History of Science Museum: Collection Database Search


Inv. 25152 - Featured object July 2007

This small snuff box reveals the global impact of a series of articles in the New York Sun in August 1835. The newspaper published what claimed to be an account of astonishing astronomical discoveries made by Sir John Herschel, particularly of civilized life on the moon. The articles caused a brief sensation in America before it was realised that they were entirely invented. Translations and illustrated versions were printed in many European countries. The snuff box shows how the story even made its way onto everyday objects. The captions are in both German and French and the picture shows Herschel using a microscope to examine the telescopically magnified image of the bat-men he had supposedly discovered.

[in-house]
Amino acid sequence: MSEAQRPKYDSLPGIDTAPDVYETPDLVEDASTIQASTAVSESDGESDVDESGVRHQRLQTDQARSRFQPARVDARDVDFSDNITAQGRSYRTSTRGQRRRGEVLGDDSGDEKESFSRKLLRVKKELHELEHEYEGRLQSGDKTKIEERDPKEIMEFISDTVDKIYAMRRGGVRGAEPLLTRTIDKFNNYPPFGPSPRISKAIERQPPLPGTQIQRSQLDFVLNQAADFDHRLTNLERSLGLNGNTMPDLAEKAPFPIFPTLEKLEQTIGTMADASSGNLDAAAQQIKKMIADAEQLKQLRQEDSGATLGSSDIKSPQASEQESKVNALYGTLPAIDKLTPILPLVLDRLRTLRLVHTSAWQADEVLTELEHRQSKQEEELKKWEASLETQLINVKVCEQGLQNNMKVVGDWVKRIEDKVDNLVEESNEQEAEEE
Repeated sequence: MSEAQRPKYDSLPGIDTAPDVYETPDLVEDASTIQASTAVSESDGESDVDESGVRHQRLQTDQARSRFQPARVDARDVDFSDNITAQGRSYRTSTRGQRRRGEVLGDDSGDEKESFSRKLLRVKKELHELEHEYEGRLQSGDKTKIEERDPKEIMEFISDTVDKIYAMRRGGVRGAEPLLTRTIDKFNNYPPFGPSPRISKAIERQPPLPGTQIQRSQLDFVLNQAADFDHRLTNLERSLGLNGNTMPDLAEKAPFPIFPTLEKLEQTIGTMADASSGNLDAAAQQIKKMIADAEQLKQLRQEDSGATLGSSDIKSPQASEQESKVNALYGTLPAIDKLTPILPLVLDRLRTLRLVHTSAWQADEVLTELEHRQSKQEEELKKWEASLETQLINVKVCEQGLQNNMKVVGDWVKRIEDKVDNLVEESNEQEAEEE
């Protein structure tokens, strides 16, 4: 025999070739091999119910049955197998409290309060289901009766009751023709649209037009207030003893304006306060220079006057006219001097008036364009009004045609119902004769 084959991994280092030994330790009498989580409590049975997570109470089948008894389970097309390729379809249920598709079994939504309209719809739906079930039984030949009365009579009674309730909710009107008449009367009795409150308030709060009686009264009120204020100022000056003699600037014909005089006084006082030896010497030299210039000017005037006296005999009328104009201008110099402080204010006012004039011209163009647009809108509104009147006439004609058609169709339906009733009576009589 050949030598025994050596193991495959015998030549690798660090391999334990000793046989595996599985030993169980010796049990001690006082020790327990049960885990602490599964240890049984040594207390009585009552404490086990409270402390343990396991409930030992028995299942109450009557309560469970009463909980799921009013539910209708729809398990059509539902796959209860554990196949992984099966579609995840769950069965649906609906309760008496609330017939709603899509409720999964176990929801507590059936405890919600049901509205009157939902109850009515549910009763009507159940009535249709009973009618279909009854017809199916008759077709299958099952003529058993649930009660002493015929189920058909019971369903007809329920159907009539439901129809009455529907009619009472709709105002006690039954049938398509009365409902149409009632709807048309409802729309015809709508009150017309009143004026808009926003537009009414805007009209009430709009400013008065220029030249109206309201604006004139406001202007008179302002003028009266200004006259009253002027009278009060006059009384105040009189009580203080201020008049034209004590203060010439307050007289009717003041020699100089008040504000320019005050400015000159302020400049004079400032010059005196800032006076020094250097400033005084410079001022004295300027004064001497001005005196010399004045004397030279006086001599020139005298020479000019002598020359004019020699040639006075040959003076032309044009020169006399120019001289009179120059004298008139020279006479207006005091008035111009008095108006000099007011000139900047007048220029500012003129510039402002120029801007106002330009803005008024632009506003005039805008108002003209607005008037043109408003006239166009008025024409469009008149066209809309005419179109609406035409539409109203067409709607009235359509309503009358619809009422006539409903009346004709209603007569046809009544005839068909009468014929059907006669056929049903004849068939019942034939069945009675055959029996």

Although he became exasperated at the volume of enquiries he received about the story, Herschel was initially amused. As his wife wrote from their South African observatory "Have you seen a very clever piece of imagination in an American Newspaper ... The whole description is so well clenched with minute details of workmanship & names of individuals boldly referred to, that the New Yorkists were not to be blamed for actually believing it as they did for forty eight hours."

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